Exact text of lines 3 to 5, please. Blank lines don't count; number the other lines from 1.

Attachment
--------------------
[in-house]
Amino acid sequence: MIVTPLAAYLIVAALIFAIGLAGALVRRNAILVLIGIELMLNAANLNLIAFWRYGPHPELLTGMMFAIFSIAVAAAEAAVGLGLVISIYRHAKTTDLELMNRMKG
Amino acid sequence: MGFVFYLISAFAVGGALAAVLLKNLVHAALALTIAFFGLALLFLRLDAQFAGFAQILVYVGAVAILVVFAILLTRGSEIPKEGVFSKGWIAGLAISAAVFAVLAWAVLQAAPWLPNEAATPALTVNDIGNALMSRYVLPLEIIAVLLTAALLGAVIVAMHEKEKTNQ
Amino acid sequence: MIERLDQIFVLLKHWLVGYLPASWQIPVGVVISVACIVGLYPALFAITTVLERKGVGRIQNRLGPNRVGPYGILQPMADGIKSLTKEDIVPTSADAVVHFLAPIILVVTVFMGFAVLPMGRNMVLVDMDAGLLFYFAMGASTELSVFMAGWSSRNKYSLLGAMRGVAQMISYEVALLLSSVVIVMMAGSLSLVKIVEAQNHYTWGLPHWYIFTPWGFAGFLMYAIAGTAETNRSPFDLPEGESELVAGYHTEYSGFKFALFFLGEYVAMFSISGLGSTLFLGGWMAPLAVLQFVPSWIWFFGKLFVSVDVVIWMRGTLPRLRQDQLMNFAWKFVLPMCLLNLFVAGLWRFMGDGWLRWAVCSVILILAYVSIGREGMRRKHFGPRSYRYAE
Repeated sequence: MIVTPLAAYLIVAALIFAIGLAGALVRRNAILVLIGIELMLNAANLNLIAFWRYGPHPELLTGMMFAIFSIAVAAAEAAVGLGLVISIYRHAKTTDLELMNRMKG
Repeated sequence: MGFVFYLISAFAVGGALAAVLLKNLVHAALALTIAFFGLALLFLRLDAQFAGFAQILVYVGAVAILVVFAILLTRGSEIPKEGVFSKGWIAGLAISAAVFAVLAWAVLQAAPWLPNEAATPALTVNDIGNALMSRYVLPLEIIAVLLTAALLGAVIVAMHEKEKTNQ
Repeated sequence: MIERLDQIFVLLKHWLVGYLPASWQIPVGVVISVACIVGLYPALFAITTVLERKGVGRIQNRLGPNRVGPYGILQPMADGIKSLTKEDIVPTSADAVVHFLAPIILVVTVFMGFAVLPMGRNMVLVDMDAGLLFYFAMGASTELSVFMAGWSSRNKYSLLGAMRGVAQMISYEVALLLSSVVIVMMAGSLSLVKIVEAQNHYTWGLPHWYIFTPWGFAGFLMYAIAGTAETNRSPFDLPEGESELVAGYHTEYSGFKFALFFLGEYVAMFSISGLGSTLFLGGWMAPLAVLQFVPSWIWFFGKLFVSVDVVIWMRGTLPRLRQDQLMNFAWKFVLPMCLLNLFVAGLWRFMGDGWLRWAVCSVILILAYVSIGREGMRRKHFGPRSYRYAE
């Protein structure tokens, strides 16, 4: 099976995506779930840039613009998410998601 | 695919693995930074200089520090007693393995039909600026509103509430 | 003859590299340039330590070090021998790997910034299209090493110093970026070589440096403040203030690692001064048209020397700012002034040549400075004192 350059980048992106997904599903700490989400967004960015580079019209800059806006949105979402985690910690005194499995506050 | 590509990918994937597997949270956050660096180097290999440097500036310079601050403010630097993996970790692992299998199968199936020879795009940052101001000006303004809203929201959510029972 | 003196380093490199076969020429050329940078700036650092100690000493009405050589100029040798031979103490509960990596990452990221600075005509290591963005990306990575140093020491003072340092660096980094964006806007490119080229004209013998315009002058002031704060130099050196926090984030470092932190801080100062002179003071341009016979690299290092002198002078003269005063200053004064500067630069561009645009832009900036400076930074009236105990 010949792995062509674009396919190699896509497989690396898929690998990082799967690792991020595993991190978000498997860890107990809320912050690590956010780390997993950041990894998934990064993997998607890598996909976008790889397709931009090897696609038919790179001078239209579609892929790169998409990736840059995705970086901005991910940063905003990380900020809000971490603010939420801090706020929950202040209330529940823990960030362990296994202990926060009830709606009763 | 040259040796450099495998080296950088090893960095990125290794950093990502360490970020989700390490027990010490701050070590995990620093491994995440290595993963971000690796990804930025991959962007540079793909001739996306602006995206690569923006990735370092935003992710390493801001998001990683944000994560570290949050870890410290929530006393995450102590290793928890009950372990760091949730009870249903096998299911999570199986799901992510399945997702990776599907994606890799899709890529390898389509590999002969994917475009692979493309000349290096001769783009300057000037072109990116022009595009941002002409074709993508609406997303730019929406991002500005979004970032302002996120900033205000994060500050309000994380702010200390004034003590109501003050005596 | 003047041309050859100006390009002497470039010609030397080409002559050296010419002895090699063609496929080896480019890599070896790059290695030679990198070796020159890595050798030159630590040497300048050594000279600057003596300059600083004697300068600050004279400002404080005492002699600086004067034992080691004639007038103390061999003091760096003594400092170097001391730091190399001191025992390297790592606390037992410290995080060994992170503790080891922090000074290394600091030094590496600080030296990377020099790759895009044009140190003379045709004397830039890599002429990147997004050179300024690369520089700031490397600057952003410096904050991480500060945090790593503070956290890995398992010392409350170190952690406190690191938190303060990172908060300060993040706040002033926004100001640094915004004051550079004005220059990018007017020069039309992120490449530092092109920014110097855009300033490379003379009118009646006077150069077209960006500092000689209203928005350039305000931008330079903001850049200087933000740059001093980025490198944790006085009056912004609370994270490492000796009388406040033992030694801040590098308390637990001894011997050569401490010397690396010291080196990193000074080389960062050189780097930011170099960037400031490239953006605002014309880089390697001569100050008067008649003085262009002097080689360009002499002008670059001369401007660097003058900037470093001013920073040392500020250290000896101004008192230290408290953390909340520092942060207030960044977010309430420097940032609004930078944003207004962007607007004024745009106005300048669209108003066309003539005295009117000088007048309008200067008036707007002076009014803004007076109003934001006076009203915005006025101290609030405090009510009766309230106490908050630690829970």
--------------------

Amino acid sequence: MGFVFYLISAFAVGGALAAVLLKNLVHAALALTIAFFGLALLFLRLDAQFAGFAQILVYVGAVAILVVFAILLTRGSEIPKEGVFSKGWIAGLAISAAVFAVLAWAVLQAAPWLPNEAATPALTVNDIGNALMSRYVLPLEIIAVLLTAALLGAVIVAMHEKEKTNQ
Amino acid sequence: MIERLDQIFVLLKHWLVGYLPASWQIPVGVVISVACIVGLYPALFAITTVLERKGVGRIQNRLGPNRVGPYGILQPMADGIKSLTKEDIVPTSADAVVHFLAPIILVVTVFMGFAVLPMGRNMVLVDMDAGLLFYFAMGASTELSVFMAGWSSRNKYSLLGAMRGVAQMISYEVALLLSSVVIVMMAGSLSLVKIVEAQNHYTWGLPHWYIFTPWGFAGFLMYAIAGTAETNRSPFDLPEGESELVAGYHTEYSGFKFALFFLGEYVAMFSISGLGSTLFLGGWMAPLAVLQFVPSWIWFFGKLFVSVDVVIWMRGTLPRLRQDQLMNFAWKFVLPMCLLNLFVAGLWRFMGDGWLRWAVCSVILILAYVSIGREGMRRKHFGPRSYRYAE
Repeated sequence: MIVTPLAAYLIVAALIFAIGLAGALVRRNAILVLIGIELMLNAANLNLIAFWRYGPHPELLTGMMFAIFSIAVAAAEAAVGLGLVISIYRHAKTTDLELMNRMKG